A MAJOR scheme to prevent businesses from being flooded again is in the pipeline.

The Environment Agency has revealed it is developing a scheme to reduce the risk of flooding from the River Tyne at both the Bridge End and Tyne Mills industrial estates in Hexham.

Both sites suffered significant flood damage as Storm Desmond wreaked havoc in December, 2015.

The Environment Agency is currently investigating several options to reduce the risk of flooding, with the possibility of removing a section of an existing flood embankment at Anick Grange Haugh, the site which was recently earmarked for quarrying sand and gravel.

A spokesman from the Environment Agency said: “Our updated modelling shows that returning this area of land to ‘functional flood plain’ would help to protect the industrial estates against the risk of flooding.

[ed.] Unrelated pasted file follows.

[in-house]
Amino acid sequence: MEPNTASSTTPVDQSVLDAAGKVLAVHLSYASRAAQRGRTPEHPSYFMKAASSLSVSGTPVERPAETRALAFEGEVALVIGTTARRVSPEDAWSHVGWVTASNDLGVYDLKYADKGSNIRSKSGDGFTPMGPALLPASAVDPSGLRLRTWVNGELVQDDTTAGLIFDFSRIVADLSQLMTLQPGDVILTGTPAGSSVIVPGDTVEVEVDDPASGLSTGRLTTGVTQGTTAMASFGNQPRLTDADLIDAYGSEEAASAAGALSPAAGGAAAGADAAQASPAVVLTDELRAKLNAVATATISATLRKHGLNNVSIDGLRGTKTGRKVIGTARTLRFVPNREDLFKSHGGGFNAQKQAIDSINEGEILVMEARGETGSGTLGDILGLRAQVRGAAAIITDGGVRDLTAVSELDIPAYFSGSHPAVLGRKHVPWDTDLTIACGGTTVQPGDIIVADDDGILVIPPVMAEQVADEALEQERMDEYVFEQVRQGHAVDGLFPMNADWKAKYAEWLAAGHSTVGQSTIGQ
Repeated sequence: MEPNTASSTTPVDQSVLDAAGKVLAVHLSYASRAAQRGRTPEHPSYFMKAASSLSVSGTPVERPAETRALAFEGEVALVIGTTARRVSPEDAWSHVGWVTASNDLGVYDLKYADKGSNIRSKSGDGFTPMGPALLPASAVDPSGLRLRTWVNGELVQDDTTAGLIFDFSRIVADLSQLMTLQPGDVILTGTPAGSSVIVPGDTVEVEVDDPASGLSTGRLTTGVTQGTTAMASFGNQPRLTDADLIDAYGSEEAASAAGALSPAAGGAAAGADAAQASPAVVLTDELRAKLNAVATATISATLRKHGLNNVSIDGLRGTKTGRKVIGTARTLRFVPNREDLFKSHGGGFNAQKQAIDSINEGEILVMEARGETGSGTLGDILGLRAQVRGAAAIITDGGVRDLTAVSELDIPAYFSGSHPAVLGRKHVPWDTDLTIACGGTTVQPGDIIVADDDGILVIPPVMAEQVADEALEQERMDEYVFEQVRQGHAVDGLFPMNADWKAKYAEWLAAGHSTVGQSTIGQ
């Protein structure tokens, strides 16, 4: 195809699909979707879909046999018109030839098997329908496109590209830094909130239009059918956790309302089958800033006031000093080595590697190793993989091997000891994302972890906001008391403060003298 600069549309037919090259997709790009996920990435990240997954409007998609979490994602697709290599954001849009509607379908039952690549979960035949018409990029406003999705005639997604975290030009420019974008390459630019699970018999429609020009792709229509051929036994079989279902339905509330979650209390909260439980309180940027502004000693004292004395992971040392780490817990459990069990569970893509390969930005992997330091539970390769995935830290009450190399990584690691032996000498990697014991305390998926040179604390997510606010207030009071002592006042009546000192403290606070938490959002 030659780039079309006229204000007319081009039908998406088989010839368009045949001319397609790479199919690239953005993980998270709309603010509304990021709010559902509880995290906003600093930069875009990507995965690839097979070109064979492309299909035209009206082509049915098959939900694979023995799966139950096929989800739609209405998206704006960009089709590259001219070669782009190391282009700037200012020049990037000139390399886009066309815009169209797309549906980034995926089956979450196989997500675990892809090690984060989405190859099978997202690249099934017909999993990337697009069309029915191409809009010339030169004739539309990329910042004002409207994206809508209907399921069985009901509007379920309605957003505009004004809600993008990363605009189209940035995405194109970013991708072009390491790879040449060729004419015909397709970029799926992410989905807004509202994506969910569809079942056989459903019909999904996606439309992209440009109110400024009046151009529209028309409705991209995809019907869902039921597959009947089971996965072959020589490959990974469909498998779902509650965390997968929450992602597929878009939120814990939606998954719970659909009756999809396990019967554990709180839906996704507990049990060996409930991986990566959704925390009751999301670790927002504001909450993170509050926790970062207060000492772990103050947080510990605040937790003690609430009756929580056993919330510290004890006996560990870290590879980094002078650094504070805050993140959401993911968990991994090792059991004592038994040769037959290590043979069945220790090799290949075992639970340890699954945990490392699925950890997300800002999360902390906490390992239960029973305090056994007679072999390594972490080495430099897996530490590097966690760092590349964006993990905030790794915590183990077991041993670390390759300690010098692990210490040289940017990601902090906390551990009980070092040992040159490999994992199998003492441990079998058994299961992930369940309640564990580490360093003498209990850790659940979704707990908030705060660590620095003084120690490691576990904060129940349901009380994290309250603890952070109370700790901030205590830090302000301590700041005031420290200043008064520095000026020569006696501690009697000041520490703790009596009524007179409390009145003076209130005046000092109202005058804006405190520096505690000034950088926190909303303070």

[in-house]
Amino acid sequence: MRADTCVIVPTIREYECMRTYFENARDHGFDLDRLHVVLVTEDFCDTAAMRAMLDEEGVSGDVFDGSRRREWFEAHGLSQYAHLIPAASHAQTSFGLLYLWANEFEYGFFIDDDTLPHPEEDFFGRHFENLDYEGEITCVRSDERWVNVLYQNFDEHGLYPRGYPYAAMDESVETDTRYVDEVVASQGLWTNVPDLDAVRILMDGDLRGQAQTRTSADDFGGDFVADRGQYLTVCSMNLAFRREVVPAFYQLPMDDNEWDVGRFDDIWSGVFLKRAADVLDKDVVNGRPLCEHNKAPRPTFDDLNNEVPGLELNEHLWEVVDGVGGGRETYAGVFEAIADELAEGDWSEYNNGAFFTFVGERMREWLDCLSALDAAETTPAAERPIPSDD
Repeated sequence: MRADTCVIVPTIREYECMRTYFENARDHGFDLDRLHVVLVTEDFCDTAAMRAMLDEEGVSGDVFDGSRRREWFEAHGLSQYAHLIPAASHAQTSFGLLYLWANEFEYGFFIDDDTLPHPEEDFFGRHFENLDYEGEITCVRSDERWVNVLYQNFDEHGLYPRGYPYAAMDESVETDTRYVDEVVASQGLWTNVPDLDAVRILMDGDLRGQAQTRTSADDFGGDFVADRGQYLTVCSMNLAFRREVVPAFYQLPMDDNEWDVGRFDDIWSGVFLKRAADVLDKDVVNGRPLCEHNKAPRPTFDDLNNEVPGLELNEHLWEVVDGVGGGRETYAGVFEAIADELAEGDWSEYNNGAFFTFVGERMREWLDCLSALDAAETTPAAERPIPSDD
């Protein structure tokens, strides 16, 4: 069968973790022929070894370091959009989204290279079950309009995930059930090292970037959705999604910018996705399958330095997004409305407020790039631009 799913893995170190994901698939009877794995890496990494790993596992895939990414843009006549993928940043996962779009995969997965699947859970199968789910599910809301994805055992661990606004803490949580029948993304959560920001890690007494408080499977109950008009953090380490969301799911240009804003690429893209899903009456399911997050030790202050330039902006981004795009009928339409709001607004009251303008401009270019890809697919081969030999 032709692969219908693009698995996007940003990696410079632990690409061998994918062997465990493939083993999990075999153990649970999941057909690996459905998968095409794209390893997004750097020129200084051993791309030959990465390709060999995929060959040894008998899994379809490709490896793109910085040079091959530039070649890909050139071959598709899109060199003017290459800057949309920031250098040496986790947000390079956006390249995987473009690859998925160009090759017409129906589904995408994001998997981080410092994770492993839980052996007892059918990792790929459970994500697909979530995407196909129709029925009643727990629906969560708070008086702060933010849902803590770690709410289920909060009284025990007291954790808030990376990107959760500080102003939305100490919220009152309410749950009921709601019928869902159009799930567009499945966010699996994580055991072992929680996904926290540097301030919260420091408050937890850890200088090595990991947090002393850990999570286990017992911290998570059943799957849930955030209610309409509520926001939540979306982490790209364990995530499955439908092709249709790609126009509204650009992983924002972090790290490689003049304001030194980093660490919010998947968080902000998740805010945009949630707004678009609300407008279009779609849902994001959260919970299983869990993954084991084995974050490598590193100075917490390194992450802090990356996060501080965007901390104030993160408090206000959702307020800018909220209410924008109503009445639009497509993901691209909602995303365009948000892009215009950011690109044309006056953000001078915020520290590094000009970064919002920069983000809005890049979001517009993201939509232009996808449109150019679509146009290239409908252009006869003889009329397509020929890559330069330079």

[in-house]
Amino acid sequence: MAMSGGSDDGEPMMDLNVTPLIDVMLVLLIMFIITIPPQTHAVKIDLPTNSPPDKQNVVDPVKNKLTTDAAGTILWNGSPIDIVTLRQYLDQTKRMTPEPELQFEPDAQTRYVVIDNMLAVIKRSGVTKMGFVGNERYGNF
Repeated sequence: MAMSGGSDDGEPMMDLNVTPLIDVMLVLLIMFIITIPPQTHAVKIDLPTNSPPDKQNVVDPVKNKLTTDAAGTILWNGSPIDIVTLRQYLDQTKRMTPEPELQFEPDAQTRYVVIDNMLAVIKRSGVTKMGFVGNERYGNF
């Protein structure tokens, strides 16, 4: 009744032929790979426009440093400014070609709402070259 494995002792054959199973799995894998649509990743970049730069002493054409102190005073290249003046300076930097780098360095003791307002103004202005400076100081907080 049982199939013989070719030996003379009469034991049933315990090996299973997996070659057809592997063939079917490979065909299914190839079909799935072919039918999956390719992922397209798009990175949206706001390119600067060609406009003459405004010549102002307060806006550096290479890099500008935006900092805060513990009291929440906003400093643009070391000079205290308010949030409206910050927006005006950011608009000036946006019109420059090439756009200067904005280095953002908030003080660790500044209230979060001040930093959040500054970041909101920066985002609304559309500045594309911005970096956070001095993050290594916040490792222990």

“We are engaging with local landowners and intend to promote our preferred option for the scheme shortly.

“The Environment Agency is committed to protecting life and property.

“We understand how devastating it is to be flooded and the impact it has on lives and livelihoods, and we are committed to ensuring local residents and businesses are protected.”

The scheme would be part-funded by central government and has been scheduled for delivery in 2020-2021.

Members of the Save Tyne Valley campaign group fighting against expected plans for the quarry application from Thompsons of Prudhoe said they were concerned about the impact the flooding scheme would have on the quarry site if it went ahead.